Here you can select the time from which the observations will be displayed. The last month will be used by default.
In this case, the search results in the middle of the page will show the findings reported to the Skywarden during the past month.
By clicking on the word 'ends' with the mouse, you will also see the end time of the search period. This is useful in situations where you want to look at observations from a period in the past, such as reports from a particular week in Skywarden.
Especially when looking at observations for a particular time period, you may want to do the search based on when the observed phenomenon actually happened instead of the time when it was sent to the observation database. In that case, you may want to select 'Observed' instead of the default 'Sent'. Please note that the browser uses a cookie to remember your choice of the start time of the search. If you have enabled cookies and do not clear them from your browser's cache, the same browser will display observations from the same time window you last selected the next time you use it.
Please note that the browser uses a cookie to remember your choice of the start time of the search. If you have enabled cookies and do not clear them from your browser's cache, the same browser will display observations from the same time window you last selected the next time you use it.
The "Sent" -option retrieves observations submitted to the Skywarden during the selected time period, regardless of when those phenomena were seen in the sky.
The selection “observed” retrieves the phenomena that appeared in the sky during the selected period, regardless of when they were reported to the Skywarden.
You can choose to show only phenomena of the desired level of visibility in the search results. For example, "at least III" removes the phenomena classified as the weakest (I-II). Similarly, "at least V" removes from the results all but the relatively rare phenomena or those classified as very impressive (V).
Here you can do a free-text search to the observations
The given text will bee searched from observation titles,descriptions, technical details and identified phenomena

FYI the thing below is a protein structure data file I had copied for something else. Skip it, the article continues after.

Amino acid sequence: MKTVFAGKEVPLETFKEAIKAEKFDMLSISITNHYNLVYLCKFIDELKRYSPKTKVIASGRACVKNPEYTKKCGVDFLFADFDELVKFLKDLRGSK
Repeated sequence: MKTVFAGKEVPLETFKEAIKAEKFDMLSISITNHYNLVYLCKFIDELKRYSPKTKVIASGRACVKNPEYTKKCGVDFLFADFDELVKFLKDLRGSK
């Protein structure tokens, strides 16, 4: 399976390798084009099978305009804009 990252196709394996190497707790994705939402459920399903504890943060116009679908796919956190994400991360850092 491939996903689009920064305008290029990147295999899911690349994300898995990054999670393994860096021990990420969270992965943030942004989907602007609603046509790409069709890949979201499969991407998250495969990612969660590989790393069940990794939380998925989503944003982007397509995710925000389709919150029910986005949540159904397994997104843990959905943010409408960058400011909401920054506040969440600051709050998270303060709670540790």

You can search for any persons observations by writing the observer's whole name or part of the name here. For example 'John Smith' or 'John S'
You can also performa a search based on asspciation/team name or part of the name, like "Lahden Ursa".The search will bring up observations, that exactly match the given string.
To find observations made in some specific location, type the municipality name to the search field. For example, "Mikkeli"
You can also list multiple locations by separating them with a comma.For example "Mikkeli, Hirvensalmi, Juva, Kangasniemi". In this case, the search will return findings that match the locations listed.
In this field, you can search for more detailed phenomenon identifiers included in the observation details.
Such are, for example, deep space object types such as "spiral galaxy" or "reflection nebula" or halo forms such as "sundog" or "sun pillar".
You can also list multiple types of phenomena by separating them with a comma. A search will bring up findings that match one or more of the terms you listed.
By narrowing down the search date limits and typing, for example, "northern lights", you can see all the northern lights seen within a certain time period.
Copyright © 2022 Jani Päiväniemi. All rights reserved.
Visibility II / V
Opening of the northern lights season in Juma. I was photographing night clouds when the repos appeared in the pictures. Here it goes again.
Revontulikauden avaus Juumassa. Kuvasin yöpilviä kun reposet ilmestyivät kuviin mukaan. Tästä se lähtee taas.
ARC The arcs are wider than the bands and do not fold as strongly. The arcs are normally neither very bright nor active.
The arc is probably the most common form of aurora. When aurora show is a calm arc in the low northern sky it often doesn’t evolve to anything more during night. In more active shows the arc is often the first form to appear and the last to disappear.
The lower edge of the arc is usually sharp but the upper edge can gradually blend into the background sky. As activity increases rays and folds normally develop, and the arcs turn gradually into bands.
An aurora arc runs across the picture. Vertical shapes are rays. Photo by Atacan Ergin.
Aurora Arc. Photo by Mauri Korpi.
Aurora Arc. Photo by Anna-Liisa Sarajärvi.
Aurora Arc. Photo by Matti Asumalahti.
Bands are usually narrower, more twisty at the bottom, brighter, and more active than arches. Bands usually develop from arches.
Bands can form J and U shapes, sometimes even full spirals. The corona can also arise from bands. Bands are a fairly common form of aurora.
Aurora band. Photo by Merja Ruotsalainen.
Aurora band. Photo by Matias Takala.
Aurora band. Photo by Lea Rahtu-Korpela.
Aurora bands. Photo by Lauri Koivuluoma.
Green, seen with the naked eye, is one the most common colors of the aurora. The green color is derived from atomic oxygen.
Green auroras. Lea Rahtu-Korpela.
Green auroras. Photo by Juha Ojanperä.
Red lower edge visible with the naked eye. The bands which are starting to level up their activity and are green colored have quite often a narrow red lower edge. This is the most common form of red color which is derived from molecular nitrogen.
Aurora band with purple lower edge. Photo by Ilmo Kemppainen.
The low hanging brightest aurora band is colored red at the lower edge. Photo by Tero Ohranen.
Narrow purple reddish tones at the lower part of this aurora band. Photo by Merja Ruotsalainen.
Purple band at the bottom. Photo by Panu Lahtinen.
Onpas hienon herkät kuvat.
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